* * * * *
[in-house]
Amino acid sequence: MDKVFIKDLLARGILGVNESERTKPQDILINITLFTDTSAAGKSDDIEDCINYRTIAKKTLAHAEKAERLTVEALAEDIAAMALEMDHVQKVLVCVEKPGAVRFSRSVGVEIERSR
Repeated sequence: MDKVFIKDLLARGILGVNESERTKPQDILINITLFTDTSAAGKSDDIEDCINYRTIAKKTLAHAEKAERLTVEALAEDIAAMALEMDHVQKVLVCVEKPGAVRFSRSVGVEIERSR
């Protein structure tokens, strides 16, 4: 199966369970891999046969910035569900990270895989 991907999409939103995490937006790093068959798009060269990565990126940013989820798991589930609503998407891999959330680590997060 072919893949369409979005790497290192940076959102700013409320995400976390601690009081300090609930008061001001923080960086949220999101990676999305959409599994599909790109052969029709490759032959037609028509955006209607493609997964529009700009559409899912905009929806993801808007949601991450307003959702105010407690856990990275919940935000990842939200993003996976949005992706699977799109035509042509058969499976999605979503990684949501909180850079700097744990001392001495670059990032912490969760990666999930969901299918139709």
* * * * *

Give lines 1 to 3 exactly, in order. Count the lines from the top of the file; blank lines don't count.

[in-house]
Amino acid sequence: MDKVFIKDLLARGILGVNESERTKPQDILINITLFTDTSAAGKSDDIEDCINYRTIAKKTLAHAEKAERLTVEALAEDIAAMALEMDHVQKVLVCVEKPGAVRFSRSVGVEIERSR
Repeated sequence: MDKVFIKDLLARGILGVNESERTKPQDILINITLFTDTSAAGKSDDIEDCINYRTIAKKTLAHAEKAERLTVEALAEDIAAMALEMDHVQKVLVCVEKPGAVRFSRSVGVEIERSR